The residential market up until 2015 was essentially a sellers’ market driven by low interest rates, strong demand from buyers and a shortage of stock. Despite a slow economy, this market imbalance meant double-digit price growth especially in the major metros such as Johannesburg and Cape Town.
“The market in 2016 has started to shift to reflect the state of the economy, the current rising interest rate cycle and the relatively low levels of consumer and business confidence,” says Herschel Jawitz CEO of Jawitz Properties.
With fewer and more cautious buyers in the market this year, relative to the number of sellers, the competition is not only between buyers but also between sellers competing for fewer buyers.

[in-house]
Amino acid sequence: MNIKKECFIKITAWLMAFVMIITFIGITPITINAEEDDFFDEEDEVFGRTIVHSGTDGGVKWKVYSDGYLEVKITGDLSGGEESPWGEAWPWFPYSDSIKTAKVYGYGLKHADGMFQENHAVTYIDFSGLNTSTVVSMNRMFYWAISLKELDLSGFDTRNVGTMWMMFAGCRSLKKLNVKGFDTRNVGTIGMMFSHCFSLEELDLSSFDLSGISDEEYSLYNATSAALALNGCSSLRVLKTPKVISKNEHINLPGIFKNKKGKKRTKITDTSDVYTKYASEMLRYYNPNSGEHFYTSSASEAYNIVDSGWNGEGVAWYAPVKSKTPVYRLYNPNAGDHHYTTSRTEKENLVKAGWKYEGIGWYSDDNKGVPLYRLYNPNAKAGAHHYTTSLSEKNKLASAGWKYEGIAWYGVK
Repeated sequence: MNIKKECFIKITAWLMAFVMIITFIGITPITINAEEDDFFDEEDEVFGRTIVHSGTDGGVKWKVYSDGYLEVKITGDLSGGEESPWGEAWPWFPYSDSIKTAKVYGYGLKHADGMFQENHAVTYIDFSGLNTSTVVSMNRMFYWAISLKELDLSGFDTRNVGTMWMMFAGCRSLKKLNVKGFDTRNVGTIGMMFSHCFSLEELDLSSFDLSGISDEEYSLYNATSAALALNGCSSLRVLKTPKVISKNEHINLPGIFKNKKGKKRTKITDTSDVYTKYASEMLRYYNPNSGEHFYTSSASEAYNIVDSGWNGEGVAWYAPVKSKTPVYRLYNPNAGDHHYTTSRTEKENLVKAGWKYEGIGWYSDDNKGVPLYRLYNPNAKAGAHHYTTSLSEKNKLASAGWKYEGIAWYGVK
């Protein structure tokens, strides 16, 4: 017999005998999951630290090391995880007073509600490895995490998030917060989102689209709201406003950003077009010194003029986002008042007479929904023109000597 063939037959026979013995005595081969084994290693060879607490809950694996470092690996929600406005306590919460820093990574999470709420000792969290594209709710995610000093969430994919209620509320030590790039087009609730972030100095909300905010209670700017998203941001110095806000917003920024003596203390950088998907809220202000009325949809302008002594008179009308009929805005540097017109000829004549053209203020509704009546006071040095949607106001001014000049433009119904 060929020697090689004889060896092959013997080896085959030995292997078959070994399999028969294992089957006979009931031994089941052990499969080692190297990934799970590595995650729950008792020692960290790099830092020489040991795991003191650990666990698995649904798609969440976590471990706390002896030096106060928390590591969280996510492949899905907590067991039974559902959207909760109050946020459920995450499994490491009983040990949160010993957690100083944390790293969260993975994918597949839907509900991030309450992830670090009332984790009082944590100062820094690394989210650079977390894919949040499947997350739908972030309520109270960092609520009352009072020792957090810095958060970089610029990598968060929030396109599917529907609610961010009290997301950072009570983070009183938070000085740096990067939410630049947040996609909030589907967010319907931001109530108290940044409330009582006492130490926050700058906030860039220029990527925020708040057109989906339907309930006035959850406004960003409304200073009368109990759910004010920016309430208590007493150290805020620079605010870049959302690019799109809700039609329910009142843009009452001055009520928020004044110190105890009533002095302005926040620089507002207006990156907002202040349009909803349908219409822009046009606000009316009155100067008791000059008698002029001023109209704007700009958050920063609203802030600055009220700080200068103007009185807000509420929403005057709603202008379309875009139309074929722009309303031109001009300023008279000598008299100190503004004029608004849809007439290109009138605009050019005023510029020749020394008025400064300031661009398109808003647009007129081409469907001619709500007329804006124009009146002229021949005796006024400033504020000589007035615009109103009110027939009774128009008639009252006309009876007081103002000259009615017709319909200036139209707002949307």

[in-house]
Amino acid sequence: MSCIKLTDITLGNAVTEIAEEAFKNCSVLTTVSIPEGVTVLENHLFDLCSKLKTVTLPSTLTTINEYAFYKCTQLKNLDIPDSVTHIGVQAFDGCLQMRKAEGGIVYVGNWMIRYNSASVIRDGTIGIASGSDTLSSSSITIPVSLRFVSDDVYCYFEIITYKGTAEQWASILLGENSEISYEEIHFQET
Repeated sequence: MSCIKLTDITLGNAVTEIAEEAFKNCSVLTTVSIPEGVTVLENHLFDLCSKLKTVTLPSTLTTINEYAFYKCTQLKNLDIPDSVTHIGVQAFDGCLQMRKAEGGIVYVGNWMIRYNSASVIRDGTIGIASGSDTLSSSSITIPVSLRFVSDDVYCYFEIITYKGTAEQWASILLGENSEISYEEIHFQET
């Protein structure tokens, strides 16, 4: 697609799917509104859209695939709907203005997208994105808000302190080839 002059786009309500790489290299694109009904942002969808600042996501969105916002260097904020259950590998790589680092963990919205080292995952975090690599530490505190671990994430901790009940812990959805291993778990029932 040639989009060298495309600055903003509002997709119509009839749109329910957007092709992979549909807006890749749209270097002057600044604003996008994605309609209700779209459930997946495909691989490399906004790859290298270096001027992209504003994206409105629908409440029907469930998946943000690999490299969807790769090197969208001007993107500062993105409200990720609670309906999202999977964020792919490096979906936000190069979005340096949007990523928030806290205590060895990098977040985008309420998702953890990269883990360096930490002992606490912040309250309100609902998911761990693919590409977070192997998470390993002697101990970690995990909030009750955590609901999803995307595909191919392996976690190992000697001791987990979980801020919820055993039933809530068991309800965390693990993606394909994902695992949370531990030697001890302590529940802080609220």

Those who are in the market are quality buyers looking to buy, However, the key decision-making criteria is value. Buyers are either looking to pay less for the same size property in a less expensive suburb, or looking to get more at the same price.
The implication is that in the short-term the price gap between buyers’ sense of value and sellers’ expectations may widen and the time homes are on the market will lengthen.
“We are definitely seeing the first signs of a more balanced market between buyers and sellers from what was clearly a sellers’ market. How quickly and the price at which a property will change hands will largely be determined by the willingness of sellers to understand and accept the shift”.
“The relationship between time on the market and price is not a positive one. The longer a property stays on the market, the further the final selling price is likely to be from its true value. Sellers who are willing to listen to the market will have the advantage in 2016,” he says.